Goodnight

Here we go, another day went by. Went to Celebrate Recovery where I will Sponsor when needed. Praised God with all those that hurt. This CR is Faith-Based, Very different from the other CR.

Many have and will find the Lord that loves all those that the world dislikes.

It is a good thing to see grown man and women ready to give their heart to Jesus plus take the one year long 12 Step, the Christ away as I call it tonight.

Well, my dear Blogger Friends, have a very BLessed night or…,

Later,

Pat.

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Our Treatment of Others Affects How We Live, Day 3

Today’s reading is drawn from Genesis 50:15-21.

How we treat others will affect our own lives as well. Joseph had every reason to be bitter and angry with his brothers, but instead of anger, he chose forgiveness. To the extent that we surrender our tendencies to condemn others, and are able instead to forgive, we will experience the fullness of forgiveness from God.

God freely forgives us and gives us eternal life (see John 3:16). But he also expects us to extend that same mercy to others (see James 2:12-13), with strict warnings to us if we don’t. A life of judgment, condemnation and unforgiveness is a prison. We find ourselves focusing not on the good we have—our spiritual lives or joyful relationships—but on the failings of another. It brings resentment and emptiness. When we let go of judgment and live in the grace that has also freed us, we move past the demand that everyone pay us back; as a result, our own quality of life increases.

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Justice in the Book of Titus, Day 3 Today’s reading is drawn from Titus 1-3.

 

The text of Titus is short; it is only forty-six verses. Nonetheless, the brevity of the text contrasts with the content’s depth, in particular from the perspective of what it teaches about God’s justice. In this epistle, justice is not a theoretical discourse to fire up heated philosophical and theological debates. On the contrary, justice is a value to be expressed practically in the life of the Christian community (1:5–16), in the personal behavior of family members (2:1–10) and in their behavior as citizens (3:1–8).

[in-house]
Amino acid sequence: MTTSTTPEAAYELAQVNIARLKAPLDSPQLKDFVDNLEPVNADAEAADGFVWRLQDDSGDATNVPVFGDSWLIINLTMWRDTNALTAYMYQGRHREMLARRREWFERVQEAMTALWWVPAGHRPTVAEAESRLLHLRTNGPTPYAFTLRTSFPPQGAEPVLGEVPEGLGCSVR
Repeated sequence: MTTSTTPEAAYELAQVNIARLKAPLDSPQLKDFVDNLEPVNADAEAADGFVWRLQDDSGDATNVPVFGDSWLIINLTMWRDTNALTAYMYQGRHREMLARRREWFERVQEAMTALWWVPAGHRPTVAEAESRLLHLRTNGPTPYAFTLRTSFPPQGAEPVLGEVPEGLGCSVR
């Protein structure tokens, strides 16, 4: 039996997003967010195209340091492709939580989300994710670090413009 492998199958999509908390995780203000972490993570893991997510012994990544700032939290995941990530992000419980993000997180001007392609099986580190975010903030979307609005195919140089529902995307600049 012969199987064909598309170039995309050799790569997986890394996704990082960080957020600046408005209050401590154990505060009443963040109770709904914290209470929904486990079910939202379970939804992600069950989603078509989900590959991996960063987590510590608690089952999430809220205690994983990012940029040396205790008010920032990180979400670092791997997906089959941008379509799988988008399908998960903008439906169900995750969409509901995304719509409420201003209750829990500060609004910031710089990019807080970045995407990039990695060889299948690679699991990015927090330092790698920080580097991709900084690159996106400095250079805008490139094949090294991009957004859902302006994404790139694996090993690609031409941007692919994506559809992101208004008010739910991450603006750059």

In his letter to Titus, Paul begins with instructions about the way the Christian community in Crete should be governed, establishing ministerial ranks and making sure that every position is filled with people of Christian character. He also indicates how to deal with people who, teaching erroneous ideas, cause divisions and disrupt harmony in the Christian community and even whole families. Such persons not only lead people astray with their doctrines, but also commercialize the gospel for their own benefit (1:10–11). Then comes the apostle’s central teaching: the opposite of false doctrines are not the correct theological declarations but rather unity and concrete social practices that promote (and are in themselves) God’s justice (2:11–13).

At the time Titus was written, Crete was apparently a prosperous island. Nonetheless, the Christian community included people who were left on the sidelines of that prosperity. Slaves, for example, who (amazingly enough), are now worshiping alongside their masters. This unprecedented breakdown of class distinctions could be the reason why the author insists on the need to do good works and to give testimony of God’s justice in concrete ways.

The major concern expressed in the letter is not combating the false doctrines that abounded in Crete. Nor is it the lack of orderly and respectable church leaders. The deepest concern Paul and Titus have is to challenge the Cretan church to give, through service, true testimony of its faith. For them, doing what is good is the crucial expression of the salvation found in Christ (3:7–8). When believers act with solidarity together, they are expressing their faith in a just God who has acted with love and mercy for everyone.

— Harold Segura Columbia, Costa Rica (Excerpted from the book introduction to Titus)